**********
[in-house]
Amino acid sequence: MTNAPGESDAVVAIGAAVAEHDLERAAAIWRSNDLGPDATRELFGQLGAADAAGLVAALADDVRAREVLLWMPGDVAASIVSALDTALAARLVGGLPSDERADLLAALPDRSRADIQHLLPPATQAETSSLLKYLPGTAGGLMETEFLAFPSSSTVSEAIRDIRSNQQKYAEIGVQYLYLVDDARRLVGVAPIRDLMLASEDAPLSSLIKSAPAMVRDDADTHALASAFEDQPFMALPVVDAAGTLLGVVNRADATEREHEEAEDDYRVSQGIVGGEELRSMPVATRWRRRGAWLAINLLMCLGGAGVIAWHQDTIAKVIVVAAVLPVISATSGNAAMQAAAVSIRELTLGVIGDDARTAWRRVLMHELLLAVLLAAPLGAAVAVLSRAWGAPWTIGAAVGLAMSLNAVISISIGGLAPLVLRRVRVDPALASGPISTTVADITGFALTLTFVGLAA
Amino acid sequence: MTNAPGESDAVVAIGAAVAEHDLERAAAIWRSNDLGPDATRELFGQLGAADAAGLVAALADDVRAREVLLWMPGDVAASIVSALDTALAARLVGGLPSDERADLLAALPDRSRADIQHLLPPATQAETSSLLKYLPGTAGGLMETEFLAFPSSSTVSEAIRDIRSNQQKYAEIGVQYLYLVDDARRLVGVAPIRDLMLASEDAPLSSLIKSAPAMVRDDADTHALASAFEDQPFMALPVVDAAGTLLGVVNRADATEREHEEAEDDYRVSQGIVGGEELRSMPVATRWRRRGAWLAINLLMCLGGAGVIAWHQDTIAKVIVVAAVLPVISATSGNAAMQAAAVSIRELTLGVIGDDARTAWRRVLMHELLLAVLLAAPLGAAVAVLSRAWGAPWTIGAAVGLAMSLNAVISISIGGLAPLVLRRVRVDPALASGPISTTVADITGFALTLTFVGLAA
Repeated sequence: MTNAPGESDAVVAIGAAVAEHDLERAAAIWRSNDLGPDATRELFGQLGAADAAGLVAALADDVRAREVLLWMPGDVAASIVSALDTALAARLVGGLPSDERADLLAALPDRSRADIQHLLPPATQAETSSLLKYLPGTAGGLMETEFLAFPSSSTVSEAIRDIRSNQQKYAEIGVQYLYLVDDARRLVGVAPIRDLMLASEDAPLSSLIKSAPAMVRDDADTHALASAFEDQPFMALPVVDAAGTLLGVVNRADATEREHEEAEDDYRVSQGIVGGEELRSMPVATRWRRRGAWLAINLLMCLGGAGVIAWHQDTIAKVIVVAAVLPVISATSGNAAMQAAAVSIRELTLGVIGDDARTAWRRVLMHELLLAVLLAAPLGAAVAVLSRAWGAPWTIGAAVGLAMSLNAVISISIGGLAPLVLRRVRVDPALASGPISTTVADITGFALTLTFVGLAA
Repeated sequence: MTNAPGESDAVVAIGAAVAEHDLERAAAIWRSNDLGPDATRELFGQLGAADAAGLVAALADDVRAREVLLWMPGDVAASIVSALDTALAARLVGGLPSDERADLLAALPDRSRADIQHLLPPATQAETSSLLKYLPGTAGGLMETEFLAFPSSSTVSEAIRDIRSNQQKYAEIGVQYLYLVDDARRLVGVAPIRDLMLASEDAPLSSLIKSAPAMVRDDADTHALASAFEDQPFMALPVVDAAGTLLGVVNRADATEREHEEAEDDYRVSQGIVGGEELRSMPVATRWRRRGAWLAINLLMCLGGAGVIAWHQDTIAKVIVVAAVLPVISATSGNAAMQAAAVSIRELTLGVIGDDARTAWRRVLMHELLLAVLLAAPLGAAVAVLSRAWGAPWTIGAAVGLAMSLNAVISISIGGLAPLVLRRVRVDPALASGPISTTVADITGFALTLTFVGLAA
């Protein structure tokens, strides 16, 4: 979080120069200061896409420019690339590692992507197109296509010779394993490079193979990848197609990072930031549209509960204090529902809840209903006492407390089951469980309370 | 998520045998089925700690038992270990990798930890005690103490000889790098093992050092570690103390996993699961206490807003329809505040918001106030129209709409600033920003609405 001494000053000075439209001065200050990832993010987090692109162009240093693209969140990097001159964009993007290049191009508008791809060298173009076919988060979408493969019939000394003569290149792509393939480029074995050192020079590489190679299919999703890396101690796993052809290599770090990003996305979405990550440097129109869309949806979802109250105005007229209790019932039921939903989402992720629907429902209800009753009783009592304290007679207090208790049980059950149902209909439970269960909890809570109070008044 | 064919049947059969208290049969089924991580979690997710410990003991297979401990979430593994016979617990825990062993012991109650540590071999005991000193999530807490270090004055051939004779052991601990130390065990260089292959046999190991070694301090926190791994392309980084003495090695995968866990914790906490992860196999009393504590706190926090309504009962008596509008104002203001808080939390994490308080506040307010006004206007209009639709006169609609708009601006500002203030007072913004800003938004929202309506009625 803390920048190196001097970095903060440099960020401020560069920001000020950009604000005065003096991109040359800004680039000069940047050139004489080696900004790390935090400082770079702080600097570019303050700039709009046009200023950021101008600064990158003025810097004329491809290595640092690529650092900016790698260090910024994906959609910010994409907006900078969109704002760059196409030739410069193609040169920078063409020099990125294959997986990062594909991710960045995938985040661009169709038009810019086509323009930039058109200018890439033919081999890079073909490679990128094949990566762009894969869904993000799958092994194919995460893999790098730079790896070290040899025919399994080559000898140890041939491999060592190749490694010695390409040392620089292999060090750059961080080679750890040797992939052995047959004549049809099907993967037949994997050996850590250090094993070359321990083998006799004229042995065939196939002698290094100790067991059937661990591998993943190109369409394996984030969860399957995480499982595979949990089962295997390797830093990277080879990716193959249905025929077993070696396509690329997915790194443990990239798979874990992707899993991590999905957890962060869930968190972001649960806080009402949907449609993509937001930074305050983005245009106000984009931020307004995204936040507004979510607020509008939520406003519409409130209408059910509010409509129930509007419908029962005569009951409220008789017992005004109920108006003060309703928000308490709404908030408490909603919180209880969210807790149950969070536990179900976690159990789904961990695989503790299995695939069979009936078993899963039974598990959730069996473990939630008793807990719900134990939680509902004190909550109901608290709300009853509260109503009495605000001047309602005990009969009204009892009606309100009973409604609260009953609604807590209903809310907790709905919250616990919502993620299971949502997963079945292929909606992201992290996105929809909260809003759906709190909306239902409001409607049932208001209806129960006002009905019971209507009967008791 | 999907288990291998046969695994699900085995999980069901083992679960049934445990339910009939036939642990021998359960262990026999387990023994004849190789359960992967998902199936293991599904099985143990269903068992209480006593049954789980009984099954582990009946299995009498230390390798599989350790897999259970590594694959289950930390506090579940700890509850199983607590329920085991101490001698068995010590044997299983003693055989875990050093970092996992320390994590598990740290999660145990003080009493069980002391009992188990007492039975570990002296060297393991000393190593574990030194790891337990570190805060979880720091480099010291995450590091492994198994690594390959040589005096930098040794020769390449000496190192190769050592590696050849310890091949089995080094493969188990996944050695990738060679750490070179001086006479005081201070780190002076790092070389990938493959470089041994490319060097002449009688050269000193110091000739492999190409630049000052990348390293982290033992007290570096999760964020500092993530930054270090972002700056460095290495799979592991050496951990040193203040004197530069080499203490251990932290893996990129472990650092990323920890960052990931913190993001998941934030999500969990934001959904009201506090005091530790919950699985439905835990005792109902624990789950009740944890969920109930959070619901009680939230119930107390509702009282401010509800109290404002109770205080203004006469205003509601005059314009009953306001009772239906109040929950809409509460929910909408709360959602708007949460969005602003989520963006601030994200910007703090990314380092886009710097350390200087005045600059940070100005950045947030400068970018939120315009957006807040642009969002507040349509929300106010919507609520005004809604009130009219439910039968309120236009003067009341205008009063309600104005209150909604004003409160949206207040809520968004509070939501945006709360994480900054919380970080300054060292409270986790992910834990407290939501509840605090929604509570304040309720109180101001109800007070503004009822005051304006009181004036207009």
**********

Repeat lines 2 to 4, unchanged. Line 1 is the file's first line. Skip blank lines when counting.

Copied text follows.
Amino acid sequence: MTNAPGESDAVVAIGAAVAEHDLERAAAIWRSNDLGPDATRELFGQLGAADAAGLVAALADDVRAREVLLWMPGDVAASIVSALDTALAARLVGGLPSDERADLLAALPDRSRADIQHLLPPATQAETSSLLKYLPGTAGGLMETEFLAFPSSSTVSEAIRDIRSNQQKYAEIGVQYLYLVDDARRLVGVAPIRDLMLASEDAPLSSLIKSAPAMVRDDADTHALASAFEDQPFMALPVVDAAGTLLGVVNRADATEREHEEAEDDYRVSQGIVGGEELRSMPVATRWRRRGAWLAINLLMCLGGAGVIAWHQDTIAKVIVVAAVLPVISATSGNAAMQAAAVSIRELTLGVIGDDARTAWRRVLMHELLLAVLLAAPLGAAVAVLSRAWGAPWTIGAAVGLAMSLNAVISISIGGLAPLVLRRVRVDPALASGPISTTVADITGFALTLTFVGLAA
Amino acid sequence: MTNAPGESDAVVAIGAAVAEHDLERAAAIWRSNDLGPDATRELFGQLGAADAAGLVAALADDVRAREVLLWMPGDVAASIVSALDTALAARLVGGLPSDERADLLAALPDRSRADIQHLLPPATQAETSSLLKYLPGTAGGLMETEFLAFPSSSTVSEAIRDIRSNQQKYAEIGVQYLYLVDDARRLVGVAPIRDLMLASEDAPLSSLIKSAPAMVRDDADTHALASAFEDQPFMALPVVDAAGTLLGVVNRADATEREHEEAEDDYRVSQGIVGGEELRSMPVATRWRRRGAWLAINLLMCLGGAGVIAWHQDTIAKVIVVAAVLPVISATSGNAAMQAAAVSIRELTLGVIGDDARTAWRRVLMHELLLAVLLAAPLGAAVAVLSRAWGAPWTIGAAVGLAMSLNAVISISIGGLAPLVLRRVRVDPALASGPISTTVADITGFALTLTFVGLAA
Repeated sequence: MTNAPGESDAVVAIGAAVAEHDLERAAAIWRSNDLGPDATRELFGQLGAADAAGLVAALADDVRAREVLLWMPGDVAASIVSALDTALAARLVGGLPSDERADLLAALPDRSRADIQHLLPPATQAETSSLLKYLPGTAGGLMETEFLAFPSSSTVSEAIRDIRSNQQKYAEIGVQYLYLVDDARRLVGVAPIRDLMLASEDAPLSSLIKSAPAMVRDDADTHALASAFEDQPFMALPVVDAAGTLLGVVNRADATEREHEEAEDDYRVSQGIVGGEELRSMPVATRWRRRGAWLAINLLMCLGGAGVIAWHQDTIAKVIVVAAVLPVISATSGNAAMQAAAVSIRELTLGVIGDDARTAWRRVLMHELLLAVLLAAPLGAAVAVLSRAWGAPWTIGAAVGLAMSLNAVISISIGGLAPLVLRRVRVDPALASGPISTTVADITGFALTLTFVGLAA